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Thursday, June 23

Autoreply: Out of Office

Somewhere out there in the woods on Stage 2 of the Trans-Sylvania Epic, I decided that when the race was over, I was going to take my cute, tiny computer (as Matt Hawkins refers to it) off my handlebars.  I can't remember how long ago I put it back on... last October... for something?

Dunno.

It was nice for helping in the planning of the route for Tour duh Charlotte, and by default, it's just stayed on there.  Laziness?  More than likely.  Required gear at PMBAR.  The clock to remind me when to eat at TSE.  Otherwise pointless.

Well, on Stage Four whilst riding in the rain, it died.  Funny, but that was the day that I caught Matt Green (flats), went into third, and would have really liked to know how many more miles I had to go until the finish.  I got back home, tore the back off, let it dry out, and it worked again.  Now it goes back in storage.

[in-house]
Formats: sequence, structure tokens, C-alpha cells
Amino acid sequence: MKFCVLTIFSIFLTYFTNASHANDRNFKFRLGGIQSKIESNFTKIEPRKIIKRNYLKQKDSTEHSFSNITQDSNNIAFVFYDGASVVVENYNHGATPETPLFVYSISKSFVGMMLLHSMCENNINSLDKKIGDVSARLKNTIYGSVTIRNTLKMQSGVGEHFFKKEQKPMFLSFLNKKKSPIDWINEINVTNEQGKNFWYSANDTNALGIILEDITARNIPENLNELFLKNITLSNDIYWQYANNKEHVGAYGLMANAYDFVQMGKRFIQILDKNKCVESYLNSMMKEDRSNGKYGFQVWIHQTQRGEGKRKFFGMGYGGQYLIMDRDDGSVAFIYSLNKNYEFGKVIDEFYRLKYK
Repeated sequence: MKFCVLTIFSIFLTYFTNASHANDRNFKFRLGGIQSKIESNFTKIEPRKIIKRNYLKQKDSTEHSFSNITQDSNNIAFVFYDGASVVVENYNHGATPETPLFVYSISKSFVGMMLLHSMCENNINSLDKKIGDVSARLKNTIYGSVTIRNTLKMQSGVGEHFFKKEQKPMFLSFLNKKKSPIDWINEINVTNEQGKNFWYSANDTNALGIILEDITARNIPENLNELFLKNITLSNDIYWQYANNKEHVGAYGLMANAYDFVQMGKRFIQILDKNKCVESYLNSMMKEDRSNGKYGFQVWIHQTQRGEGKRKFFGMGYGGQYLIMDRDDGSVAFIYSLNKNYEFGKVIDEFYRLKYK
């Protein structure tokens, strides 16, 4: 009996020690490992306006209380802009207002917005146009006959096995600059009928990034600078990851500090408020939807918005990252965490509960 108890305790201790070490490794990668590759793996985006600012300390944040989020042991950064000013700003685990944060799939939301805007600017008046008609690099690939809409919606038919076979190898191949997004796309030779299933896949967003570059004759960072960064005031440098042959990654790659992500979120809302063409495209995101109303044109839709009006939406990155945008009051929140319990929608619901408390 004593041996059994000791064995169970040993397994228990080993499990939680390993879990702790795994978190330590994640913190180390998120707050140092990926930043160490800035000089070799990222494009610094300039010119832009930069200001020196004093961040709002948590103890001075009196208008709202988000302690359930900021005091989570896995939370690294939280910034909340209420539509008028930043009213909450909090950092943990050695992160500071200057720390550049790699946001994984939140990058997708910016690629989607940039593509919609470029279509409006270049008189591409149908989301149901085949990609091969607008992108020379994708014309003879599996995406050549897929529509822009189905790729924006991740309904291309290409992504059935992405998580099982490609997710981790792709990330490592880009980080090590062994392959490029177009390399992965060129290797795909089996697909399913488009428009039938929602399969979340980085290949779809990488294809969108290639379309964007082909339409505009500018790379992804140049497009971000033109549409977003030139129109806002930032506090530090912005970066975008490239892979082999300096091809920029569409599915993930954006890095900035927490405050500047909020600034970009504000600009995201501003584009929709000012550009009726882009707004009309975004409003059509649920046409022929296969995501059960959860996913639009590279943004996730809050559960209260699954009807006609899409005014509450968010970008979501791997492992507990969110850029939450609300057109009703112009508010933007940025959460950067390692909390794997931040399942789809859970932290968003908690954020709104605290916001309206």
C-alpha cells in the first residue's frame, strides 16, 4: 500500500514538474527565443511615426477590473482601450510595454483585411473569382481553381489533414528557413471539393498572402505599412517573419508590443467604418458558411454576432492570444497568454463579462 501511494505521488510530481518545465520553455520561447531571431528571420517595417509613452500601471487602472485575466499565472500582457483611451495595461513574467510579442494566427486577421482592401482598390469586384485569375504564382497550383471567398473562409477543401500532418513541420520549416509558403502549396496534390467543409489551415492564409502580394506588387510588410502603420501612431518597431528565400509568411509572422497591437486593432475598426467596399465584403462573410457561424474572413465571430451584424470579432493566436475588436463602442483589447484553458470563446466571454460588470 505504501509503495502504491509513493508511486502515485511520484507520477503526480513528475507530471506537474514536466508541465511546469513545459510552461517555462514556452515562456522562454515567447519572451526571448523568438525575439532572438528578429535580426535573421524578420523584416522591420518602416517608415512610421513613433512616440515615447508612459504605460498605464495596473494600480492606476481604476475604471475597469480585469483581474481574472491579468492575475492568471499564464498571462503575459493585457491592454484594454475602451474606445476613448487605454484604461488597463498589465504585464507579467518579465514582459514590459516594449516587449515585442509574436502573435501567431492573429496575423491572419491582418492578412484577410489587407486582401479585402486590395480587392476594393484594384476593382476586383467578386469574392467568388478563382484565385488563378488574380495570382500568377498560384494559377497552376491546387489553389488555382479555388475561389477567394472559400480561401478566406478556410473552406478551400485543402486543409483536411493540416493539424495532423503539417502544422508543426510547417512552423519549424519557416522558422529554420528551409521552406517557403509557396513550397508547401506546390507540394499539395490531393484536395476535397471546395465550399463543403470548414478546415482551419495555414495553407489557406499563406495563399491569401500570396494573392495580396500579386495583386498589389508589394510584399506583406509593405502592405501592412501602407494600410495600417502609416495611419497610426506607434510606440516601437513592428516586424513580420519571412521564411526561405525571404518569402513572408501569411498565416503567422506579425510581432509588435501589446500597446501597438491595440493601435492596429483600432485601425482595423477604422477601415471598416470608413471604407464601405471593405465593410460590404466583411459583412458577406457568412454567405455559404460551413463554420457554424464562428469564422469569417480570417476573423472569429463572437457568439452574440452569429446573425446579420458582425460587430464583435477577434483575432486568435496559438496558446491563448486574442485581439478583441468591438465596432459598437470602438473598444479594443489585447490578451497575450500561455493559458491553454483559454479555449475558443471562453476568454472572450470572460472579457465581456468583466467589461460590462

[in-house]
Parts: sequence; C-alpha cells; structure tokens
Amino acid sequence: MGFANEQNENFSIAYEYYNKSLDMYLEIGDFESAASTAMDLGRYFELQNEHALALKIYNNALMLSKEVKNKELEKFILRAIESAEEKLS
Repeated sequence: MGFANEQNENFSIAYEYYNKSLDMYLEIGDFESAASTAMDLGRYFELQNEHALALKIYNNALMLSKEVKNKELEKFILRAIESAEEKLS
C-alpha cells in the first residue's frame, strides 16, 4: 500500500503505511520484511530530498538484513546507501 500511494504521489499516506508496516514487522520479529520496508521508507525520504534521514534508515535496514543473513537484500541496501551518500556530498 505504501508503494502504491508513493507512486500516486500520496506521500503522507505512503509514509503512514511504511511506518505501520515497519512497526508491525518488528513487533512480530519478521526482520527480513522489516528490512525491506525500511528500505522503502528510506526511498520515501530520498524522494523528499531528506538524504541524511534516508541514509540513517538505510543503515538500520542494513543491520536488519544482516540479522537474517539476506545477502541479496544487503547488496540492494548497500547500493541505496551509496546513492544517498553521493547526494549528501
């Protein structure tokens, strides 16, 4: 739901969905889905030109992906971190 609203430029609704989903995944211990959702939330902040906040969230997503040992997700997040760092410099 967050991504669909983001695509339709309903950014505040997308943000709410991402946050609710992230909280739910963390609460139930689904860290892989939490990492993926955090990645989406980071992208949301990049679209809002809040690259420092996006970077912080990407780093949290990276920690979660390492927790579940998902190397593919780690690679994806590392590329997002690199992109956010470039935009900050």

It would be terrible to know how many miles I've traveled at the upcoming Tour de Burg (yeth, I'm 99% going), and there wouldn't be any accurate information available regarding distances for each given day, so whatever.  Eat when we get to the lunch stop and whenever else offered, and I should be good.  Drink everything all the time.  Coke, water, beer... whatever.  Doesn't matter.

Of course, I open my big mouth Tuesday and profess my love for my hard tail, and then Bill Nye sends me a text Wednesday afternoon.

"Stop in the Spoke Easy and check out my new frame."

Sure.

Good lord.  The Patrol Carbon from Transition Bikes.  So pretty... boner maker.

It hits most of the marks... 73mm BSA (threaded) bottom bracket, non-Boost rear end, water bottle mount, rear end fits a chunky 27.5" tire, just a touch heavier than my hard tail.  Aside from needing a stealth drooper of the proper diameter, I could swap my 29" Pike back to 150mm so I could run the 2.8 Rekon, get something to tension the chain for single speed purposes, and boom... bike.